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July 15, 2008

The optimistic view that the worst is over in the global financial crisis is undercut by the need for the US mortgage giants Fannie Ma and Freddie Mac to be bailed out by the US Treasury. They are private companies with an implicit government guarantee in a free market economy (that's socialism for Wall Street) and they have been reporting losses all year.

Paul Krugman says that Fannie and Freddie are:

government-sponsored enterprises” established by federal law, which means that they receive special privileges. The most important of these privileges is implicit: it’s the belief of investors that if Fannie and Freddie are threatened with failure, the federal government will come to their rescue. This implicit guarantee means that profits are privatized but losses are socialized. If Fannie and Freddie do well, their stockholders reap the benefits, but if things go badly, Washington picks up the tab. Heads they win, tails we lose.

As their role in the housing market is a stablising one their prospects are central to an overall market recovery since private capital fled the mortgage loan market. Fannie and Freddie are effectively insolvent and are essentially un­able to raise capital without government help. The US Treasury’s plan is to bolster the two mortgage giants with extra liquidity and the pledge to buy a stake if needed.What else could they do? Fannie and Freddie are to big to let them go bust. So much for the faith in market fundamentalism that lets entrepreneurs succeed or fail on their own with regulation seen as heresy.

This scenario, coupled with the collapse of the California-based mortgage lender IndyMac Bancorp, indicates that a number of regional banks in the US are at risk because of their heavy exposure to real estate lending. The value of their stocks plunged. Wall Street's free market rhetoric, in the face of stress the financial system is under, has changed to one of bail us out, bail us out!” To hell with moral hazard.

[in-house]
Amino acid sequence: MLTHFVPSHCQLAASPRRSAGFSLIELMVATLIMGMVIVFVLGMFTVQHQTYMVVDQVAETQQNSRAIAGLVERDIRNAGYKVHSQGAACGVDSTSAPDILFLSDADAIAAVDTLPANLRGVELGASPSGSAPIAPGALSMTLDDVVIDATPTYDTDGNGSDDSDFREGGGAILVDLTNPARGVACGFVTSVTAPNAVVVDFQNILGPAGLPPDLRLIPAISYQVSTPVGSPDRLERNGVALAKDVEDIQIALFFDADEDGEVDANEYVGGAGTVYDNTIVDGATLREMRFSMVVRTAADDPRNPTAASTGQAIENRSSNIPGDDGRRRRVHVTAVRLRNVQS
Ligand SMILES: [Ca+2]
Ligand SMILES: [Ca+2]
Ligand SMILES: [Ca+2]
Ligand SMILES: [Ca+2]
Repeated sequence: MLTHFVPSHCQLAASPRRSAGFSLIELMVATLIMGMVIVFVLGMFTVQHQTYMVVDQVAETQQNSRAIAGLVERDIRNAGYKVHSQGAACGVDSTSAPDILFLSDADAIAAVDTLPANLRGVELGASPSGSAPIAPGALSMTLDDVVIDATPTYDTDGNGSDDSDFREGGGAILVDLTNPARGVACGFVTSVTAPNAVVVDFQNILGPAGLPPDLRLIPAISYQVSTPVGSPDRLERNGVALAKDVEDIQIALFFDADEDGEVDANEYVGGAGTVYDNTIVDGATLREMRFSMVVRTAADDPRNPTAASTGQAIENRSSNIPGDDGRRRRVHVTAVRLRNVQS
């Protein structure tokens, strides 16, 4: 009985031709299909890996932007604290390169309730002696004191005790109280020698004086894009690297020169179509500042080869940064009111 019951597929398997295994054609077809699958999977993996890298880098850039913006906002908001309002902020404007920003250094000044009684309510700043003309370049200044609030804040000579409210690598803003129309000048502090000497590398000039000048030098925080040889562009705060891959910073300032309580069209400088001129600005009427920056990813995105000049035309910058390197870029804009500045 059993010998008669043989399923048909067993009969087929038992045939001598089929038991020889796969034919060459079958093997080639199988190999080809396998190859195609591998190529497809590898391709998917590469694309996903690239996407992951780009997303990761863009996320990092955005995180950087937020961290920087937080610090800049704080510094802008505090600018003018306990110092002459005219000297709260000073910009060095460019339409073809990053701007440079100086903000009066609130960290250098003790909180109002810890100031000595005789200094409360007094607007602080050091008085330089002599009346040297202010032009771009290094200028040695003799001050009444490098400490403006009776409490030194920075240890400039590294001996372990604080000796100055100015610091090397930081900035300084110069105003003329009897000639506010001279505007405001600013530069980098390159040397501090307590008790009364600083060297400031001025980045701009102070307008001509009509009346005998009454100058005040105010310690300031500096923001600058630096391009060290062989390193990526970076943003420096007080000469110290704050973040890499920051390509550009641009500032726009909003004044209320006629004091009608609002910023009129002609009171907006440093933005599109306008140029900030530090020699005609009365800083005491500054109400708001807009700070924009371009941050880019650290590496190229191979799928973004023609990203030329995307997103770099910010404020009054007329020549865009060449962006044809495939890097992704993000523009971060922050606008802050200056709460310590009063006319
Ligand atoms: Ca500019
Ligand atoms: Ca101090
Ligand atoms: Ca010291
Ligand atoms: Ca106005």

Wall Street heroically maintains that this is not socialism for Wall Street. It does not distort to the efficient functioning of markets, they say. That is said without a hint of irony, even though on Wall Street's own terms, it is socialism for the rich and the well connected.

There is more stress to come in the mortgage market as the value of the McMansions continues to decline. and householder insolvency increases. Nouriel Roubini says that

these MacMansions and the broader sprawl of suburbian/exurban housing are now worth much less... not only because of the housing bust and the fall in home prices but also because: a) the high oil and energy prices makes it outrageously expensive to heat those excessively big homes; b) households living in suburbian and exurban homes that are far from centers of work, business and production that are not served by public transportation are burdened with transportation costs that are becoming unsustainable given the high price of gasoline. So on top of the housing bust that will reduce home values by an average of 30% relative to peak high oil/energy prices make the same large homes in the far boonies of suburbia/exurbia worth even less – probably another 10% down – because of the cost of heating palatial MacMansions and because of the cost of traveling dozens of miles to get to work in gas guzzling SUVs. Thus, it is time to stop this destruction of national income and wealth that a cockamamie decades long policy of subsidizing the accumulation of wasteful and unproductive housing capital has caused.

Will this kind of subsidy---in the form of tax benefits, tax-deductibility of interest on mortgages, use of the FHA, massive role of Fannie and Freddie, role of the Federal Home Loan Bank system, and a host of other legislative and regulatory measures---continue? Or will it be wound back as the financial system is slowly reconfigured through crisis management?